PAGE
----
With this Independence of the divine Power not withstanding, nevertheless it is to be said that God is not able to do; not from any defect of Power, but rather from abundance of Perfection:
1. What things are opposed to His eternal Counsel: since that is Immutable, Isaiah 46:10; Psalm 33:11. Thus by the divine Decree many things are made Impossible to God, which, if you have regard to His absolute Power, are to be designated as altogether Possible; but, if these things should occur contrary to the determination of the Decree, it would posit the manifest Imperfection of Mutability and Inconstancy in God.
2. What things are repugnant to His Perfections, since God is not able to deny Himself, 2 Timothy 2:13. What things of this sort are repugnant to the divine Perfections are to be called Morally Impossible, or what things are not able to be done in keeping with the laws of Holiness, of which sort many indeed are perpetrated by creatures; but to the perfectly pure and holy God whatever is morally impossible is truly impossible. So that the Scholastics are injurious to the Holiness of God, when with Bartholomew de Medina in his prima secundæ, question LXXIX, article 1, they contend: God is able to sin if He wishes; therefore, He is able absolutely to sin. And also Arminius, when he absurdly asserts that God is able to do by His Omnipotence what He is not able to do by His Righteousness; as he holds this thesis in his Examine libri Perkinsi de Prædestinationis modo et ordine, book I, part II, section IV, in TWISSE’S Vindiciis Gratiæ, etc., page 176, whose Digressionem quartam consult, pages 179, 180, in which he goes against this Arminian error. The absurdity of this thesis readily appears to those paying attention, in that at this point the extrinsic Impossibility concurs with the intrinsic; since a thesis of this sort, that God is able to sin, is not able to be conceived, and involves a contradiction with respect to the matter: indeed, in God Most Simple is introduced a conflict between Essential Attributes, Righteousness and Omnipotence; but God is not able to deny His Righteousness and Holiness: accordingly, when I say that the Holy God is able to sin, I speak a manifest contradiction; and so Sin and whatever is repugnant to the divine Perfections is not able to be said to be an object of divine Omnipotence.
Now, since Truth is among the divine Perfections, as we shall see in § 45, our AUTHOR rightly gathers that, if God in general is not able to do what things are repugnant to His Perfections, in particular He is not able to lie or to deceive: so that the assertion of Ludwig Wolzogen is imprudent indeed, de Interprete Scripurarum, book I, page 24, “Creatures are able to be induced unto error by the infinite Creator, for in His infinite wisdom and power He infinitely excels the finite Creatures: nevertheless, God does not will this.” I say, he adds, that God is unwilling to deceive, in such a way that ye might not believe that He is not able, if He wills. This saying is excused, but not rightly, in Ludwig Wolzogen’s Censura Censuræ adversus de Labadie, pages 35-41. Descartes, proceeding further, also teaches that God in a certain manner is able to will to lie; who, when he had well denied that God lies or is a deceiver, adds in his Responsione ad Secundam Objectionem, page 76, that he had not spoken there of a Falsehood that is expressed in words, so that he is unwilling criticize those that concede that God was able through the Prophets to set forth some verbal Falsehood (of which sort are those of Physicians, with which they deceive the diseased so that they might cure them, that is, in which all malice of deception is wanting): consult VRIESIUS’ Exercitationem Rationalem XX, § 5; WITSIUS’ Twist des Heeren met zynen Wyngaard, chapter XXI, pages 267-271; VAN MASTRICHT’S Gangrænam Novitatum Cartesianarum, posterior Section, chapter III, § 11, page 176.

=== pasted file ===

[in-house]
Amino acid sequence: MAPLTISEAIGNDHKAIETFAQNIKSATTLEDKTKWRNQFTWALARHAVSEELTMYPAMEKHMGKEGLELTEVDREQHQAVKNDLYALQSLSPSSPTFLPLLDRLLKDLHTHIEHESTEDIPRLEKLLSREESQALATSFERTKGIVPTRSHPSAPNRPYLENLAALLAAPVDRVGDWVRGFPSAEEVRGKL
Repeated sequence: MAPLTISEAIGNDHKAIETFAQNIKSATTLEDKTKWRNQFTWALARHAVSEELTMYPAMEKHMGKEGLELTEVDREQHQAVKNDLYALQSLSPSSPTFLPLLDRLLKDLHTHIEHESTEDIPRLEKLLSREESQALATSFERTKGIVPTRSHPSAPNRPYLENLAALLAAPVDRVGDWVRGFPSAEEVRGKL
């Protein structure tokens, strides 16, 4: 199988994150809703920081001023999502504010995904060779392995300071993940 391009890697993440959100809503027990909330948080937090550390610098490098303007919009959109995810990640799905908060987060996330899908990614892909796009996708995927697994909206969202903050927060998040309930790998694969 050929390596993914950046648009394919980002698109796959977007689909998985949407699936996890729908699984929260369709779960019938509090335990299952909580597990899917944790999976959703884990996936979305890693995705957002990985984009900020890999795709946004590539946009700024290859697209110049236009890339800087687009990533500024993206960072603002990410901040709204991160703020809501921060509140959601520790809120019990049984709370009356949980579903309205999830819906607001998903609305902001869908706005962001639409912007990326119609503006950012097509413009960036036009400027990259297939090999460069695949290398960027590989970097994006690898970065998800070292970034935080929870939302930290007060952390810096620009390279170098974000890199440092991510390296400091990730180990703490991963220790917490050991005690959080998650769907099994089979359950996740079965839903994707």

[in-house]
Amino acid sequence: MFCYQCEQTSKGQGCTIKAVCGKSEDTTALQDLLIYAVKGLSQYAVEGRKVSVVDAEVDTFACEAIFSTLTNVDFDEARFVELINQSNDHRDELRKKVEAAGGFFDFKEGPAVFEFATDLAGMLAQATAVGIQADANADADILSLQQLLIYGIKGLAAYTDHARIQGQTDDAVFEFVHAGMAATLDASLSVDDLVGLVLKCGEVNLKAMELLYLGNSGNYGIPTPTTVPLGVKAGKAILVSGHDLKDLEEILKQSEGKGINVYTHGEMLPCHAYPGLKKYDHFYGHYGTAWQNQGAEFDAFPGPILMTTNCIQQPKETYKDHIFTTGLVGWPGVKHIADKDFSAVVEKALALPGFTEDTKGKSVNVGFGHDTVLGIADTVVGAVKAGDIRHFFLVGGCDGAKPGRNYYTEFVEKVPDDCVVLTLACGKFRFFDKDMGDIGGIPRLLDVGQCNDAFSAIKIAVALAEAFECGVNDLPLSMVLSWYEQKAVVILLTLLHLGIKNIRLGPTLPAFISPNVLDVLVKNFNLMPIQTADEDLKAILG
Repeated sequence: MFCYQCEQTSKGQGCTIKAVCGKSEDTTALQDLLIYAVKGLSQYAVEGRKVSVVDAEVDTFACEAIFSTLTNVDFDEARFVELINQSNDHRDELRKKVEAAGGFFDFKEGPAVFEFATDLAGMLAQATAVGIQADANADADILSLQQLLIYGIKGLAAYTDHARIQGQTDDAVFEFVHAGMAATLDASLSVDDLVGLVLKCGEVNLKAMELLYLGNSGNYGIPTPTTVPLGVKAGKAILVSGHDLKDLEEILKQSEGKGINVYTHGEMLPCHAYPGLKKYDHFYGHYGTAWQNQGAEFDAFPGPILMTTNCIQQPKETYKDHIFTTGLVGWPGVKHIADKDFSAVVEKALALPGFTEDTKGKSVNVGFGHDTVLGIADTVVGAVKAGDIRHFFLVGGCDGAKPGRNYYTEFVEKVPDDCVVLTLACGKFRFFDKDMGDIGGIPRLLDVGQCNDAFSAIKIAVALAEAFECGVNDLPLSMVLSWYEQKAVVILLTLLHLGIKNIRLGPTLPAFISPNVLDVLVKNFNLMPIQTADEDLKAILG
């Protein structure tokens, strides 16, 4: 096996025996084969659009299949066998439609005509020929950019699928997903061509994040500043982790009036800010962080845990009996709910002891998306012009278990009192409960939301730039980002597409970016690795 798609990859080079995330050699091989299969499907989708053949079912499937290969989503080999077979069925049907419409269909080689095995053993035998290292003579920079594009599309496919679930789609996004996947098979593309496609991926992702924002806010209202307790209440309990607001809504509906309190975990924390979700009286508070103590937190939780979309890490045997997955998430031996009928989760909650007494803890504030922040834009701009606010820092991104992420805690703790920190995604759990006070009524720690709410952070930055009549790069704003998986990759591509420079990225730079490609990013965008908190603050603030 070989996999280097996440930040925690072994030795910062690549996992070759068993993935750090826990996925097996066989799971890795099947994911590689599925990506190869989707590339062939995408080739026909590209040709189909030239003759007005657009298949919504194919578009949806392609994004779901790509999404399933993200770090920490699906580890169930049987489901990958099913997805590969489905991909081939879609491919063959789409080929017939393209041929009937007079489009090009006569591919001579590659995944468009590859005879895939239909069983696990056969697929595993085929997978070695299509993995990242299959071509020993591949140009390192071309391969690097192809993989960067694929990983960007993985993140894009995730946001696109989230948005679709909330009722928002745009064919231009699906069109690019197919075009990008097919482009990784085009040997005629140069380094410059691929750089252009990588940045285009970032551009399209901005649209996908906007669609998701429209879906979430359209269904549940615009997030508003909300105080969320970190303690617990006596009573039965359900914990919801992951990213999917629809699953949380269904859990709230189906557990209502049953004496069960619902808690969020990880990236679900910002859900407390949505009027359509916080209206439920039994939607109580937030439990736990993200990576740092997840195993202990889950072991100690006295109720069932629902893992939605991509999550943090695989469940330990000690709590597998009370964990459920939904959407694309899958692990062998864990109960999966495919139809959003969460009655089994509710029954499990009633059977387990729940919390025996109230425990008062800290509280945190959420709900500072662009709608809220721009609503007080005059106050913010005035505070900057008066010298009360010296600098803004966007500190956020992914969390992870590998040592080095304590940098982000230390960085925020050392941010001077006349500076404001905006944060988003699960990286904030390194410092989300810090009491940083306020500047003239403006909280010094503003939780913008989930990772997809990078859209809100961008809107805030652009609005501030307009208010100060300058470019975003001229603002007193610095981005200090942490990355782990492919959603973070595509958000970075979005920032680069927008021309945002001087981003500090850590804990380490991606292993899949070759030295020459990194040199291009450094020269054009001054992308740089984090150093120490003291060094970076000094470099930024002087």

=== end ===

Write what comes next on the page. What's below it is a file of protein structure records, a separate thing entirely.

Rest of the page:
But, α. Sacred Scripture stands in direct contradiction, which teaches that God does not lie nor deceive, neither is He able to do that, 1 Samuel 15:29; Hebrews 6:18; Titus 1:2. β. The consummate Veracity of God forcefully opposes, which requires that nothing is able ever to be disclosed by God to man that does not conform both to His mind and to the matters themselves. For the first and simplest Truth is not able in His words to be contrary to Himself or to His internal knowledge, with any appearance of falsehood. Therefore, God is not able to deceive, nor to will to do that, because this would also imply a contradiction: for the ability of God to deceive is the same thing as the ability of God to be Untrue, that is, not God, which God is certainly not able to will. γ. There is manifest Imperfection, not only in actual deceit, but also in the ability to deceive: for thus we conceive a Power in God, that is to be restrained by the bridle of His Will, lest it break forth in shameful acts of Falsehood. If, the more perfect one is, the further he is from imperfection: God is certainly to be said to be far more perfect, when with the act we at the same time remove from Him the power of sinning; which, if there be in Him a beginning prone to sin, we posit as a natural aptitude to sin, even if it does not break forth into act: this is not at all able to be reconciled with the consummate Perfection of God. δ. Neither ought a Verbal Lie to be distinguished here from whatever other mode of deception: for he that is able to set forth a falsehood in words, is also able to do that in whatever other method. Nor does a reason appear why Descartes would wish thus to distinguish here a verbal Lie, set forth by the Prophets, from other methods of deception, except perhaps (God forbid!) he was wishing to signify that God is indeed able to lie in Sacred Scripture, in which He makes use of verbal signs, but not in natural Reason, in which He manifests to us the very matter, that is, through innate Ideas, without verbal speech. In which manner Descartes does the worst service to the Revelation in Sacred Scripture, in that he completely undermines the infallible Veracity of it. ε. But whether God would intend injury though a verbal Lie of this sort, or not, it pertains not to the Lie as such; since one is also able sometimes to intend the injury of another through the Truth, and the intention of harming only makes the Lie worse, which nevertheless would be bad in itself without that intention: against this error thoroughly compare LEYDEKKER’S Facem Veritatis, locus III, controversy XIV, pages 163-175; VAN MASTRICHT’S Gangrænam Novitatum Cartesianarum, posterior Section, chapter XII, pages 270-274.